Agriculture

Nothing beats a written plan when setting goals

For quite a few years, the conversations surrounding agriculture have focused on financial stress. Since 2014, we’ve had a rise in farm bankruptcies, we watched low commodity prices place downward pressure on land values, we expected farm incomes to be stretched thin, and we knew that years of struggle were manifesting in mental health crises across rural America. [Continue]

What the USDA’s American Families Plan means for farmers

The USDA issued a press release in which they indicated that the transfer tax proposed in the American Families Plan will not affect 98 percent of farm estates. However, the details are lacking and most farm families that keep the farm in the family may not owe any transfer tax — but they will owe a lot more income tax under the proposal. [Continue]

Credit quality, climate action may affect ag in 2021

Through the United States Department of Agriculture, farmers were able to use CFAP to provide income assistance due to pandemic-related losses in the marketplace. As of November 15, there were more than 1.2 million approved applications for over $21 billion. There are a lot of unknowns as we look ahead to 2021 and it is difficult to predict what the world may have in store for agricultural banking. It might help if we look at many of the issues that are always at the forefront for agricultural bankers. [Continue]

Where is the industry headed in 2021?

Rows of soy plants in a field

From weather disasters and a pandemic to an increased use of technology that is helping farmers control their own destinies, ag bankers in central states experienced a lot in 2020. Now they look ahead to what 2021 holds, expecting more of the same challenges and uncertainty. [Continue]

Low commodity prices continue to haunt ag

The year began with some optimism on grain prices and improved trade conditions with China, Canada, Mexico and other countries. Then COVID-19 hit in March and everything changed. Commodity prices for crops and livestock dropped rapidly; ag banking experts from across the region weigh in on the local impact. [Continue]

Weather, mental health complicate agriculture

With pressure already exerted by years of low commodity prices, trade uncertainties and pandemic complications, farmers and ranchers in the central states faced a year of difficulties in 2020. Weather varied across the region, and Iowa notably endured the effects of a derecho storm in August that caused billions in damage.  [Continue]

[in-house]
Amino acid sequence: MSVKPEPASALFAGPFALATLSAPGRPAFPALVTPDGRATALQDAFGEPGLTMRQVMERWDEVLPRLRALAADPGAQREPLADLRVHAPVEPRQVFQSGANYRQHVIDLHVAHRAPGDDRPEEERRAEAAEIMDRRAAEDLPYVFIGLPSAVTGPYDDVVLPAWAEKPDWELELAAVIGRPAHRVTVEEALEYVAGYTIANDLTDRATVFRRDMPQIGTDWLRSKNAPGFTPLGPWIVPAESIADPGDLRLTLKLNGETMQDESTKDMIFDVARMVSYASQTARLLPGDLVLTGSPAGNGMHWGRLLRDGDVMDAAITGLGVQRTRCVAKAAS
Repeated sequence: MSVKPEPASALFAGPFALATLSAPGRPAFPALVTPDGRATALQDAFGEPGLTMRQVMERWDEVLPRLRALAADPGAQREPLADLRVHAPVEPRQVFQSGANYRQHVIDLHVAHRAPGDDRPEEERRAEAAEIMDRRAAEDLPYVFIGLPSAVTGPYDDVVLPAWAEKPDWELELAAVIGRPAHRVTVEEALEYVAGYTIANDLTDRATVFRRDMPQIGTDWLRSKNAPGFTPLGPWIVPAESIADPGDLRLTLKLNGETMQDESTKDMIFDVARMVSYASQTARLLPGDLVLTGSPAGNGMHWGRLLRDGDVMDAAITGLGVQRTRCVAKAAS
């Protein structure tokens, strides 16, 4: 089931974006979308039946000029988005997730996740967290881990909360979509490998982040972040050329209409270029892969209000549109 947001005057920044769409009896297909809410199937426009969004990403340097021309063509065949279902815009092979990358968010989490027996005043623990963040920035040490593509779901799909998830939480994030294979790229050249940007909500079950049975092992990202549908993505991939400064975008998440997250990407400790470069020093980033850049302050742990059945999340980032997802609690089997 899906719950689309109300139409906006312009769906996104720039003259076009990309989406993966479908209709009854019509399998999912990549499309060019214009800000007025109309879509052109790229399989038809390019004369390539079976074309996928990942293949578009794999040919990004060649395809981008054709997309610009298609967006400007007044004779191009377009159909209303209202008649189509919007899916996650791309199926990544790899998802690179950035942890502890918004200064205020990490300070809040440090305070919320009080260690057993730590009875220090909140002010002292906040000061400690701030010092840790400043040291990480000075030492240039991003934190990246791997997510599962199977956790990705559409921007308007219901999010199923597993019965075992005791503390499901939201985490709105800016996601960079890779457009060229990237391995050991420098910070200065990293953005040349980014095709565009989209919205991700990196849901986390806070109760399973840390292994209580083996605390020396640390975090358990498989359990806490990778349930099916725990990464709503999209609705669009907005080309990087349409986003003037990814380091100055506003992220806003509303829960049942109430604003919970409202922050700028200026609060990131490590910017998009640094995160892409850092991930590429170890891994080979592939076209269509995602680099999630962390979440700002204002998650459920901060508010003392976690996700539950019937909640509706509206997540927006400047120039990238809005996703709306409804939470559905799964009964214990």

COVID-19 roils the ag economy

Although farmers and ranchers are resilient and used to adversity, all aspects of their lives and industries have been affected to some degree by COVID-19, whether mentally or physically. Here, regional ag banking experts way in on the impact of the pandemic and the economic downturn have had on the country’s ag industry. [Continue]

Farms yield uncertainty for ag bankers

2020 has been a year of great uncertainty and extreme swings in the ag economy. The year started out with some optimism on grain prices and improved trade conditions with China, Canada, Mexico and other countries. Then COVID-19 hit in March and everything changed. [Continue]

Agricultural roundup

Rows of soy plants in a field

In late 2019, when ag bankers reflected on the year and forecast expectations for 2020, they foresaw classic perennial challenges: bad weather and low commodity prices. What 2020 actually delivered would have been hard to predict. No one has been immune from the struggles the COVID-19 pandemic has wrought on the nation’s health or the economy, including farmers and their community banking partners. [Continue]

In ag banking, the right relationship still matters

Rows of soy plants in a field

“Ag banking is different.” How many times have you heard that one? Or, if you are an ag banker, how many of you have used that argument in loan committee as the discussion goes on and on about the viability of a particular credit? Is ag lending really different, and if so how? [Continue]